With support from PLP, a single mother of two primary school children has begun a legal challenge against the Welsh Government over its decision to scrap free school meals during the summer holidays. 

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‘Nadia’, who is seeking asylum in the UK, received notice of the Welsh Government’s decision by email from the school a few weeks before the end of term. 

Nadia said:

“I went into shock just looking at the email. I rang the school and they confirmed that the summer free school meals will stop. How can they do this without a survey, or asking families how it will affect them? I know lots of families with children who have special needs, but the Government did not get any information on how different people could be affected.” 

Nadia is unable to work and cannot claim benefits whilst she is seeking asylum. She and her two children receive section 95 support given to asylum seekers who would otherwise be destitute, totalling £125 per week. 

Free school meal vouchers are worth around £40 per child every two weeks. 

Nadia said:

“These vouchers are vital for feeding my two children. My brain is working 24/7 trying to figure out how I’m going to make this work. I already buy the absolute basics and the cheapest stuff, but I don’t know how much lower I can go. Maybe if I eat two slices of bread, I’ll cut that back to one so I can make sure the children have enough. I have been told there are some food banks I can go to, but they are far away, and I need to pay the bus tickets for me and two my children, so even getting there is expensive. 

“They should have given us at least a few months to prepare for this – I would have been better prepared to help myself and my children. To be honest I’m still in shock.” 

Acting on Nadia’s behalf, lawyers at the Public Law Project say that the Welsh Government’s decision to scrap free school meals over the summer holidays may be unlawful because the Government did not appear to take steps to consider how the decision could impact people who are socio-economically disadvantaged or how it could mitigate those impacts.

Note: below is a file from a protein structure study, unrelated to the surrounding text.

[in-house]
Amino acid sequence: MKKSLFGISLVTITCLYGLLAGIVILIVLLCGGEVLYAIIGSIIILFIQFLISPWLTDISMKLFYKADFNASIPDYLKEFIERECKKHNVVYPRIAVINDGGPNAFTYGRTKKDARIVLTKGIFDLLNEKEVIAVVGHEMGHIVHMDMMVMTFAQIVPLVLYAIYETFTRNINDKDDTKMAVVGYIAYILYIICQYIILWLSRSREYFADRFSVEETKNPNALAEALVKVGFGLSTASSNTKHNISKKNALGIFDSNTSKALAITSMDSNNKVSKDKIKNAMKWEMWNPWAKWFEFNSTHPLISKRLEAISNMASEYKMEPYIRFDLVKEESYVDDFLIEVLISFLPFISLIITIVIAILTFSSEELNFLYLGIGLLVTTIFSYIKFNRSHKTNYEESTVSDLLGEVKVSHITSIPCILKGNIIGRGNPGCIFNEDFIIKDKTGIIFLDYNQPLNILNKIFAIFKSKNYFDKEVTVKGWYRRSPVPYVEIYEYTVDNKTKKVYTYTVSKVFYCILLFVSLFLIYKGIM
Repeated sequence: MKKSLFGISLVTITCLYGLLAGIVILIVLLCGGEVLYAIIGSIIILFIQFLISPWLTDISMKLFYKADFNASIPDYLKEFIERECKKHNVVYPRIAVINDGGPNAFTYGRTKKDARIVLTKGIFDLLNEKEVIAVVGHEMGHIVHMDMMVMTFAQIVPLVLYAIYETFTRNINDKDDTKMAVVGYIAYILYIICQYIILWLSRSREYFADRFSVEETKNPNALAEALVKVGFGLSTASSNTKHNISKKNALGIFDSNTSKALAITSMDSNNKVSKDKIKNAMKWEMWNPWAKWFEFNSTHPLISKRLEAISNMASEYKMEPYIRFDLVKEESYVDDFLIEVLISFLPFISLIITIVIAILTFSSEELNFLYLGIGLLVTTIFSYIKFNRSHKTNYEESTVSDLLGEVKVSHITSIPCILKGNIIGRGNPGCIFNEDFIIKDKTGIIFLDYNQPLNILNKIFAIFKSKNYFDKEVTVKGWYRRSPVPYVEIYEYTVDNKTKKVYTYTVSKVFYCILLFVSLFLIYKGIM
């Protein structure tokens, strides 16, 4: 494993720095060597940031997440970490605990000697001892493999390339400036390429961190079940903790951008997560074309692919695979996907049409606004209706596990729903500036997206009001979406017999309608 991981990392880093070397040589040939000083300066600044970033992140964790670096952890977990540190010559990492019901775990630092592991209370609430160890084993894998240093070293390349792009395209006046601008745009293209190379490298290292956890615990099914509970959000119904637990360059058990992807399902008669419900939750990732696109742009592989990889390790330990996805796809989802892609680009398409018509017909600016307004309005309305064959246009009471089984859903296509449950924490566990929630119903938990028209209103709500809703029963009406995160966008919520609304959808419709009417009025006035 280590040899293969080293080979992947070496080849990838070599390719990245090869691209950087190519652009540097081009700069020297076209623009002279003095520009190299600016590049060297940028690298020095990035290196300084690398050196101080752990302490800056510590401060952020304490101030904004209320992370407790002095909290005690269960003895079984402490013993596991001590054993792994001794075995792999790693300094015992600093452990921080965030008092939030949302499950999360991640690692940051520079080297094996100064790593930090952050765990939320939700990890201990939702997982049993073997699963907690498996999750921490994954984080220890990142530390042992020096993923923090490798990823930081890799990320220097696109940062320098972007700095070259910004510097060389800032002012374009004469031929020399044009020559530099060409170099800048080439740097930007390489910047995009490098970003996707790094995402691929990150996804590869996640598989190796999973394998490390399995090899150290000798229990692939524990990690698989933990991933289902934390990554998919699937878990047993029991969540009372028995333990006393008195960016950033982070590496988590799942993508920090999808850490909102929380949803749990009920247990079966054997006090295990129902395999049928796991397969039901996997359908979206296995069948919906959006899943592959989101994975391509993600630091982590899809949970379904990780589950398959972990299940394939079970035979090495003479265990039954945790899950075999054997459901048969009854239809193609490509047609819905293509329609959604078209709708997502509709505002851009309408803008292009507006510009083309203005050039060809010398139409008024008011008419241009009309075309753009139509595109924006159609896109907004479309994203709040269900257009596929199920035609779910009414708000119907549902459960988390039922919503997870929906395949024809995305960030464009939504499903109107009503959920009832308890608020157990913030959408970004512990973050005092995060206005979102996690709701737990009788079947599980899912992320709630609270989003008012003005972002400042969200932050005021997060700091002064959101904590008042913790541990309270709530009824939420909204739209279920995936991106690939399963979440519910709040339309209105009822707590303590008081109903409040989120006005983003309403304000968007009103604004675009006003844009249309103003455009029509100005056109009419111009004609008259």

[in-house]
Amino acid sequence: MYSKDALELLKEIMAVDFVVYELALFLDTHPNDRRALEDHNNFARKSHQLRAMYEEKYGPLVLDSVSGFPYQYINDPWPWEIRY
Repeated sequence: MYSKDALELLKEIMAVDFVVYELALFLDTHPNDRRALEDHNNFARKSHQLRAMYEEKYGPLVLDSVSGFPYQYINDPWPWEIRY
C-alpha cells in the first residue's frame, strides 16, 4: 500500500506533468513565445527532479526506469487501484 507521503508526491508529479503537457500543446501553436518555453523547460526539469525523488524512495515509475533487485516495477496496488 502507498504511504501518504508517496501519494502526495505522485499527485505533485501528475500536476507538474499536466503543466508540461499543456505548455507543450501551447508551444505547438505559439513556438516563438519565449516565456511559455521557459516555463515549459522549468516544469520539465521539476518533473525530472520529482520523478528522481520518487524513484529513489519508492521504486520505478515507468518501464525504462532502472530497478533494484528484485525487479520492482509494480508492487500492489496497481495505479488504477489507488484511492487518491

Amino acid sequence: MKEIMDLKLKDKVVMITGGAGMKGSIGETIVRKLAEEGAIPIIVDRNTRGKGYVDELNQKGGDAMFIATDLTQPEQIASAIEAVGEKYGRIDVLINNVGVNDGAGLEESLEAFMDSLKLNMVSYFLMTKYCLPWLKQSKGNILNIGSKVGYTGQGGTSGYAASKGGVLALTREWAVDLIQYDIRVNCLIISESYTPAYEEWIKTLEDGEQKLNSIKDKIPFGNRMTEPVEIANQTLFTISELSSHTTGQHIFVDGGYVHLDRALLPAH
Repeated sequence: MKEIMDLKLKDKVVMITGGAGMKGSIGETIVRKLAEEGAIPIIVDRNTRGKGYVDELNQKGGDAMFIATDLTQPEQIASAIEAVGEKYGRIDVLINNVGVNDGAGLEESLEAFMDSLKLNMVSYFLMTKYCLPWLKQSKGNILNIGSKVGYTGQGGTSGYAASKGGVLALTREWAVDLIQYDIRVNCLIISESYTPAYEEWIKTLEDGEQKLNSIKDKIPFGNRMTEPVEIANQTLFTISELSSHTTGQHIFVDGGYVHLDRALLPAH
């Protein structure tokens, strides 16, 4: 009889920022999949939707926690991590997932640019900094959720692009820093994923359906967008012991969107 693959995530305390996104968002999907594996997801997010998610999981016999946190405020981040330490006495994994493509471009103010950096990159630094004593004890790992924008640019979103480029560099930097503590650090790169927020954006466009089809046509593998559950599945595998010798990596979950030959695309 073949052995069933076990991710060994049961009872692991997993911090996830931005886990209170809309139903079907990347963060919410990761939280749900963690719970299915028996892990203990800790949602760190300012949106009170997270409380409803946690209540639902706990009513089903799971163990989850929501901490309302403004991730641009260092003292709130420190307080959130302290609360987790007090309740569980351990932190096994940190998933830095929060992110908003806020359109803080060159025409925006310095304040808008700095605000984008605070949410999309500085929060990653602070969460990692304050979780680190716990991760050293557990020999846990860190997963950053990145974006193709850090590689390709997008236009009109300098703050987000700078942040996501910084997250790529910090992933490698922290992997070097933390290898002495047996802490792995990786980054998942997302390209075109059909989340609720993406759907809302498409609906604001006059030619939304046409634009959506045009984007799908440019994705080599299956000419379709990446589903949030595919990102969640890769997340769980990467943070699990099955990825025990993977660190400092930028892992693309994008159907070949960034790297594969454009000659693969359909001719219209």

Section 1 of the Equality Act 2010 requires public authorities, when making ‘decisions of a strategic nature about how to exercise their functions’, to have:  

‘due regard to the desirability of exercising them in a way that is designed to reduce the inequalities of outcome which result from socio-economic disadvantage’.

The Welsh Government’s own guidance suggests a five-stage approach to demonstrate compliance with the due regard duty: planning; evidence gathering of any socio-economic disadvantage and inequalities of outcome in relation to the decision; assessment; analysis by strategic decision makers; and recording. 

If this case reaches court, it could be the first time that Section 1 of the Equality Act 2010 has been litigated. Section 1 of the Equality Act is in force in Wales and Scotland, but not in England. 

Public Law Project Solicitor Matthew Court said:

“The Welsh Government does not appear to have taken any of the steps required by its own guidance on how to act in accordance with the rules on decisions that affect people who experience socio-economic disadvantage.”  

According to PLP, the Welsh Government’s decision may also be unlawful if it did not carry out an Equality Impact Assessment. 

Matthew Court said:

“Carrying out an Equality Impact Assessment is one way for authorities to ensure their decisions do not breach Section 149 of the Equality Act 2010. This section of the Act requires public authorities, when carrying out their functions, to have due regard to the need to eliminate discrimination and advance equality of opportunity between people who share a protected characteristic and those that do not.” 

The legal action also references the Rights of Children and Young Persons (Wales) Measure 2011 which requires the Welsh Ministers to have due regard to the requirements of the UN Convention on the Rights of the Child. Public Law Project say that the Welsh Government could have demonstrated compliance with this by carrying out a Children Rights Impact Assessment, but the authority appears to have failed to have done so. 

Matthew Court said:

“Every Government must sometimes make difficult and unpopular decisions, particularly when resources are limited. But the question is, should they do so without considering the impact on vulnerable people, especially when that means scrapping a service that is vital to ensure children are properly fed? The short notice has really left my client and many parents like her in the lurch.”